d). These LPSO-phase particles were located mainly at grain boundaries, inhibiting the grain growth during the extrusion process.
The grain structure of the alloy processed by the four routes is shown in Figure 4
. The grain structure depends on the processing route; it was (i) equiaxed for PME and CME alloys, and (ii) bimodal, in which fine dynamically recrystallized (DRXed) and coarse non-recrystallized grains coexist. Using image analysis techniques, the ratio of DRXed and non-DRXed regions as well as the size of DRXed grains were evaluated (see Table 1
The grain size histogram of DRXed areas is showed in Figure 5
. The CE material showed a bimodal grain structure with DRXed grains of about 1 µm and non-DRXed coarse grains elongated along the extrusion direction. It has been reported that DRXed grains are randomly oriented while coarse grains are oriented with the basal plane parallel to the extrusion direction [3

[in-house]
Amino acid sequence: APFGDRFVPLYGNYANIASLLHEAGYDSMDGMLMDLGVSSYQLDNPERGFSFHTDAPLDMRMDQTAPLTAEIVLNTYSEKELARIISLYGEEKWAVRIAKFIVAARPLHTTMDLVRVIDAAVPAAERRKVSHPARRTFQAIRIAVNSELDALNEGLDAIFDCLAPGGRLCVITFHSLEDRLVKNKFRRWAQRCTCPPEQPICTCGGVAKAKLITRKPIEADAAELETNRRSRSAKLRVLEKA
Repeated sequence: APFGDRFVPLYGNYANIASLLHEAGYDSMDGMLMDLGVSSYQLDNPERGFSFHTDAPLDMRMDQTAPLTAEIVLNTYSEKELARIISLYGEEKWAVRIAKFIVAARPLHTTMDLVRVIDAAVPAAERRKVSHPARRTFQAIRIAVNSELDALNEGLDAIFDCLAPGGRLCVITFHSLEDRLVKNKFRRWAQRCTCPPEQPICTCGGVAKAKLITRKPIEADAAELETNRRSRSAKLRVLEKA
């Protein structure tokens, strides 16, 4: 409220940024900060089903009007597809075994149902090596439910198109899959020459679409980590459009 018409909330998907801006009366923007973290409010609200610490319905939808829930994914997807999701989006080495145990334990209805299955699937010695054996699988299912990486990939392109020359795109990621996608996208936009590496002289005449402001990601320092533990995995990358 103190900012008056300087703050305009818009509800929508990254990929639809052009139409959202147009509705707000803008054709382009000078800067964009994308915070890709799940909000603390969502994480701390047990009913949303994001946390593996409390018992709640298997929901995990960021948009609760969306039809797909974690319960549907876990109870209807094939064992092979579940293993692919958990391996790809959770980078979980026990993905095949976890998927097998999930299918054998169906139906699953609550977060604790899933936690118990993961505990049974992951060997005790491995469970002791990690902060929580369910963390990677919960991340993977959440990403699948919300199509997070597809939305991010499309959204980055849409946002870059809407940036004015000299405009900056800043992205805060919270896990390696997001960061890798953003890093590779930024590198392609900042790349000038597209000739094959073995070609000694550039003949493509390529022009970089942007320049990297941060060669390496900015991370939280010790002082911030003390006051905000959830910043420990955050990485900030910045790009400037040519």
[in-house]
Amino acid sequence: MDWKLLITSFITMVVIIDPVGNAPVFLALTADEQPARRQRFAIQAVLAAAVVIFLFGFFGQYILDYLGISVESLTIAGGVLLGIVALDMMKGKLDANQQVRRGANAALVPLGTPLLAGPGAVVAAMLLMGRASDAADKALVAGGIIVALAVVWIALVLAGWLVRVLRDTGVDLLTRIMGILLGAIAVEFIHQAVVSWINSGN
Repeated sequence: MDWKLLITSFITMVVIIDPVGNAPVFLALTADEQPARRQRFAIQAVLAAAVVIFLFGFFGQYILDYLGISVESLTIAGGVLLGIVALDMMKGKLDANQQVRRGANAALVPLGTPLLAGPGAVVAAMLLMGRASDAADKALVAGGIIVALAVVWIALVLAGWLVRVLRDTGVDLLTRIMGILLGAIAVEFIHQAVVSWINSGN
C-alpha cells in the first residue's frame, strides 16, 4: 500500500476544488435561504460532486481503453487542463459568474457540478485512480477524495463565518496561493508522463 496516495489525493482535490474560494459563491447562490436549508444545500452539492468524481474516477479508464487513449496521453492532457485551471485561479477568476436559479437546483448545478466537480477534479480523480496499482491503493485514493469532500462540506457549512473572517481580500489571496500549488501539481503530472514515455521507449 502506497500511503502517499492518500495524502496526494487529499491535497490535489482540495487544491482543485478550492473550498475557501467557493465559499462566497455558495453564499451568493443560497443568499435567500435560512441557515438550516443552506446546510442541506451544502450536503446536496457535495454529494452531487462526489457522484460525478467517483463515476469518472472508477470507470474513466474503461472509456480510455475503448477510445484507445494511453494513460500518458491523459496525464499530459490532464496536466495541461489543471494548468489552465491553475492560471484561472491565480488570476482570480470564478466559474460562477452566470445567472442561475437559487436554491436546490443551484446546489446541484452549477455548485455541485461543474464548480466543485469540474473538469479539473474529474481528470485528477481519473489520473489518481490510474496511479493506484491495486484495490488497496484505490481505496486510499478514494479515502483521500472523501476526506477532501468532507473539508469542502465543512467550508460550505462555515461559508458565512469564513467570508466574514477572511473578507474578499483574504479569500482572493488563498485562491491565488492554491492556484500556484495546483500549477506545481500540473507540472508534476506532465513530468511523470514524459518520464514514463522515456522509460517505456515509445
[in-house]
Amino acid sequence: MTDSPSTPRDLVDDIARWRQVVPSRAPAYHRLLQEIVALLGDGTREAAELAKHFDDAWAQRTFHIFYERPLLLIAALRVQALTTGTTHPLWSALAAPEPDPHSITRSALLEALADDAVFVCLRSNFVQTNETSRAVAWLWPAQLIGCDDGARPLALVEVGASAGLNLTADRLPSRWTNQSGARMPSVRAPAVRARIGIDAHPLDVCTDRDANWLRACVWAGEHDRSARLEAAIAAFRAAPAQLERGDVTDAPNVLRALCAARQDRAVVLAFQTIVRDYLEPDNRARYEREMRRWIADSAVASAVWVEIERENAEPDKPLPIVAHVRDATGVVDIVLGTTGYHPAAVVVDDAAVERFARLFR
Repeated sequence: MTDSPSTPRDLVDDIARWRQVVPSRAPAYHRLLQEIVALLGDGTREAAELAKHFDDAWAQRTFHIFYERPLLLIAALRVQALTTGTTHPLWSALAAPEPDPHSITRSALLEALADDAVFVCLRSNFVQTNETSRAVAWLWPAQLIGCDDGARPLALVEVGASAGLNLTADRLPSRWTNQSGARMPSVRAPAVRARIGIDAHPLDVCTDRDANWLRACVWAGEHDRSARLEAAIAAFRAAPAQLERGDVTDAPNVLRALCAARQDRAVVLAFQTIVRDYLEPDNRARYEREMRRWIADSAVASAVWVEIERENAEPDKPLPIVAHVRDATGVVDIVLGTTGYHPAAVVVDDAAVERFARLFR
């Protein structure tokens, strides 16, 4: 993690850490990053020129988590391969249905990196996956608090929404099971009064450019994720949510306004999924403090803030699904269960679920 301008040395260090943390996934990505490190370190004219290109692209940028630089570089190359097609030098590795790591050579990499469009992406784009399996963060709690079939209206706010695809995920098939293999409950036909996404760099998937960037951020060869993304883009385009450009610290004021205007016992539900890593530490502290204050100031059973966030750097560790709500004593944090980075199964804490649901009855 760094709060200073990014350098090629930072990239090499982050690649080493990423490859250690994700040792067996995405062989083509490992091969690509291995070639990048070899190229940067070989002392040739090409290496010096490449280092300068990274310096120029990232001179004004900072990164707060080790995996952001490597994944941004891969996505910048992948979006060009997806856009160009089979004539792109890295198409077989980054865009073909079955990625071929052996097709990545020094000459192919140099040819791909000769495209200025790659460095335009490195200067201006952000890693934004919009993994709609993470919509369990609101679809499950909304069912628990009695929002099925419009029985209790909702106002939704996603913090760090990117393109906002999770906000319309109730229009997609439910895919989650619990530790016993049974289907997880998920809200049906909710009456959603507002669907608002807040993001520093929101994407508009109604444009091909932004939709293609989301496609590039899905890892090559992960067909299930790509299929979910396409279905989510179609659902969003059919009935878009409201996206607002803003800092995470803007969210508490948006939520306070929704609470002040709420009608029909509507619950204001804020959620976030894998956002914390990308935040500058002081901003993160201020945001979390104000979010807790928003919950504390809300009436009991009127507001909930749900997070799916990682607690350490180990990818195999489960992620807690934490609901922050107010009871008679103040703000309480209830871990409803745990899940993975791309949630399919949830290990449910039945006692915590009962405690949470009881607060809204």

]. The CME material was fully recrystallized with a grain size slightly lower than that of the extruded as-cast ingots (1.08 µm). The alloy processed using ECAP was not completely recrystallized. However, since both kinds of grains were intimately mixed, an accurate estimation of the volume fraction of both areas is not easily achieved without significant error. The DRXed grain size was lower than that for the CE material, 0.66 µm against 1.4 µm. Finally, the PME material was fully recrystallized with a grain size of 0.96 µm. The presence of the LPSO-phase as small particles rendered a more homogeneous distribution of this phase within the magnesium matrix, acting as pinning points which prevented further coarsening of the DRXed grains. This fact, however, did not lead to the alloy with the finest grain size, which was obtained in the alloy processed by ECAP, where the total processing strain was the highest (Table 1